With hopes of patent reform fading in Congress, major IT firms look to beat trolls by outbidding them.
With efforts at patent reform stymied in the U.S. Senate, the nation's
leading technology companies have formed a unique trust to buy valuable
intellectual properties as a protective first strike against so-called patent
The leading members of the trust include Cisco, Google, Hewlett-Packard,
Motorola, Sun Microsystems, Ericsson and Verizon Communications, according to a
June 29 Wall Street Journal article. Each member pays approximately $250,000 to
join Allied Security Trust I
and places $5 million in escrow to purchase patents.
Also known as patent holding companies, trolls acquire patents for the
purpose of initiating litigation against technology companies in hopes of
forcing expensive settlements. Patent holding companies produce no products or
services using their patents.
"The trust was formed in reaction to a marked increase in patent
assertions and litigation involving high-tech companies by patent holding
companies," stated the trust's Web site. "The trust provides
opportunities to enhance companies' freedom to sell products by sharing the cost
of patent licenses."
The tech industry once held high hopes the 110th
pass significant patent reform, reducing the increasingly high cost of
litigation engulfing IT companies due to patent disputes.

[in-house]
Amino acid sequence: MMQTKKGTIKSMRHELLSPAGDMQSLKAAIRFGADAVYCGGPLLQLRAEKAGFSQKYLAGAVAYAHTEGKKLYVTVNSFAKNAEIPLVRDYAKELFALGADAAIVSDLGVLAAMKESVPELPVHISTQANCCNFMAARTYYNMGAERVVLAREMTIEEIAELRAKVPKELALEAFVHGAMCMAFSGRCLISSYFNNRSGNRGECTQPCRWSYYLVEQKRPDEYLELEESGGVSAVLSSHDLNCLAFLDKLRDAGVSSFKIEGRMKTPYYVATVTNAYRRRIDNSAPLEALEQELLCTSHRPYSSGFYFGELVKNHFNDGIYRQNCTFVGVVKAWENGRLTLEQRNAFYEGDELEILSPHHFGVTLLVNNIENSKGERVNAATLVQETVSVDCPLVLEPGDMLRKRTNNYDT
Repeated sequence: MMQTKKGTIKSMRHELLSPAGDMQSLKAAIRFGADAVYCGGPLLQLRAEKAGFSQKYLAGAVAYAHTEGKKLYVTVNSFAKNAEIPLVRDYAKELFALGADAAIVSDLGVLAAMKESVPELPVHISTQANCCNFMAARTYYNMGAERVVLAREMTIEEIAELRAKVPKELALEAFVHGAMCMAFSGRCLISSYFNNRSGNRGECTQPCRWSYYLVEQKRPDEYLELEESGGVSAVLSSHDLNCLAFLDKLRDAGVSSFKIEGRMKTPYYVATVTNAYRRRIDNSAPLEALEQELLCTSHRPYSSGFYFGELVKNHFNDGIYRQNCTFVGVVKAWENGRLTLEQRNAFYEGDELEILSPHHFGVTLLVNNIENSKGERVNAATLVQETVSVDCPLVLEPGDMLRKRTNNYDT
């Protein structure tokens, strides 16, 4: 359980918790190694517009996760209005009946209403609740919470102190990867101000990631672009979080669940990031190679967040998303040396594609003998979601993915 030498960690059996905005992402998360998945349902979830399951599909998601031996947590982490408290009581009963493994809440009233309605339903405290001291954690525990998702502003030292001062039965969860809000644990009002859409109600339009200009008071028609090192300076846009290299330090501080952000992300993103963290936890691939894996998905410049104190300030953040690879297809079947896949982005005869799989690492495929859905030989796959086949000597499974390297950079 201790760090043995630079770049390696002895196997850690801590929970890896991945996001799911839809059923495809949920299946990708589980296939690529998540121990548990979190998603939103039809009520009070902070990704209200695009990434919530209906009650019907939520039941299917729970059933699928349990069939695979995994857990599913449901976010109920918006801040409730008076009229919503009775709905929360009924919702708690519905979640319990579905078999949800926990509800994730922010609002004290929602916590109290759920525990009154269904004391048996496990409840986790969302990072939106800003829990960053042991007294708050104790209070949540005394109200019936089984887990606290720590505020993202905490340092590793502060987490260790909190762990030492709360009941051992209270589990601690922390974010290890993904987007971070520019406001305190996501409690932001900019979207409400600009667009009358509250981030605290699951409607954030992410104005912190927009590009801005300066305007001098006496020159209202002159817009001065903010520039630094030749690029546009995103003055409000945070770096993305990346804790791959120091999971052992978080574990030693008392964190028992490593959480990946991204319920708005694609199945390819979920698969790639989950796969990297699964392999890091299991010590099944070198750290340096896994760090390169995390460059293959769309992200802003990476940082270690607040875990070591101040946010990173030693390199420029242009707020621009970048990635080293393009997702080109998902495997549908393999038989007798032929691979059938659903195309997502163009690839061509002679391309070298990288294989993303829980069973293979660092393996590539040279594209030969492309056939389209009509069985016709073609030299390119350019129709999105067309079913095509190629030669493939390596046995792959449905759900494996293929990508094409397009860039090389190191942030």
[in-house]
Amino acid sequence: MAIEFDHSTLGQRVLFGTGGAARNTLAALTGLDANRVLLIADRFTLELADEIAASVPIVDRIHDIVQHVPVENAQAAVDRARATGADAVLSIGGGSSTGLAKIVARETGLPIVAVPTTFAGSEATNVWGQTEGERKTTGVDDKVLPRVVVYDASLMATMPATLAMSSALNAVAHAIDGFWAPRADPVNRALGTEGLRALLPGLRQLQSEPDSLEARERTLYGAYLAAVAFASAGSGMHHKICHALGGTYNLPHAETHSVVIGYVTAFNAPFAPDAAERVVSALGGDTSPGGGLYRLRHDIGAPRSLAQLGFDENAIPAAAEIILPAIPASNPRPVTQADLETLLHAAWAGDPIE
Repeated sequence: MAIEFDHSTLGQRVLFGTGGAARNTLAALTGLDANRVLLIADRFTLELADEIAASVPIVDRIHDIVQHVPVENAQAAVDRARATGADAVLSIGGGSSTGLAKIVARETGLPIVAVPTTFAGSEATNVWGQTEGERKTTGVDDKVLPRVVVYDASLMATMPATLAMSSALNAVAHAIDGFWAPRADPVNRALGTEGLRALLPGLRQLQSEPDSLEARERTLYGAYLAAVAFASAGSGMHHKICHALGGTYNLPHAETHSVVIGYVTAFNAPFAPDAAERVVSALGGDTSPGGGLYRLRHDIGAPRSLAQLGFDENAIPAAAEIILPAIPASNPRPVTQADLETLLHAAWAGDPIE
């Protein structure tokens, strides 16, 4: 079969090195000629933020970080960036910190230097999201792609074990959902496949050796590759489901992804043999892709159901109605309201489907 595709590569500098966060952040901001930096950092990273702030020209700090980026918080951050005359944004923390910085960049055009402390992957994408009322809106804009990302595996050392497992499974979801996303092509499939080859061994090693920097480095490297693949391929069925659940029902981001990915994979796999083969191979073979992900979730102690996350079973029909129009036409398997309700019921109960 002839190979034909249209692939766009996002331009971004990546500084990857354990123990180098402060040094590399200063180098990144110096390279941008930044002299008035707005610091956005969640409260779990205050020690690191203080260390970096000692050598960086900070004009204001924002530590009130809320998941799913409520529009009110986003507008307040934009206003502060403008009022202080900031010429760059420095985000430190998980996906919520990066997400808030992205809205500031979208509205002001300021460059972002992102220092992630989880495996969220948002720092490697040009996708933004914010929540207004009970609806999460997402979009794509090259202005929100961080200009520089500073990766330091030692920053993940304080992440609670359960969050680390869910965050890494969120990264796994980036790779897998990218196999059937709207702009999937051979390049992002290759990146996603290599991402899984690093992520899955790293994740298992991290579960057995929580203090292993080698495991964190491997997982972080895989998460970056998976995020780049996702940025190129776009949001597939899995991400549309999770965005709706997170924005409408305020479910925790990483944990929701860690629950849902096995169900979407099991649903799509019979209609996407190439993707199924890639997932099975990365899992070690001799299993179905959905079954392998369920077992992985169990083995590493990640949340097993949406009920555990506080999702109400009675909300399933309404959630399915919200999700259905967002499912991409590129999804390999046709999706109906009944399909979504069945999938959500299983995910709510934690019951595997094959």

In September, the House approved
a bill hailed as the first
significant overhaul of patent law
in half a century. Approved on a 225-175
vote that crossed party lines, the Patent Reform Act of 2007 (H.R. 1908)
narrows the definition of willful infringement and limits infringement damage
awards to the actual value of the technology involved instead of the overall
value of a completed product.
The bill also creates a "second window" in which to challenge
patents issued by the Patent and Trademark Office. In addition, the legislation
would create a first-inventor-to-file system to replace the current
first-to-invent standard, moving the United
States closer to international patent
Led by large pharmaceutical and manufacturing interests, the bill has all
but died in the U.S. Senate.
According to the Allied Security Trust, it costs
operating companies "an average of $3.2 million through the end of
discovery and $5.2 million through trial to defend these cases when there is
more than $25 million at stake. Even a small claim is highly disruptive and
requires significant time and legal costs to defend."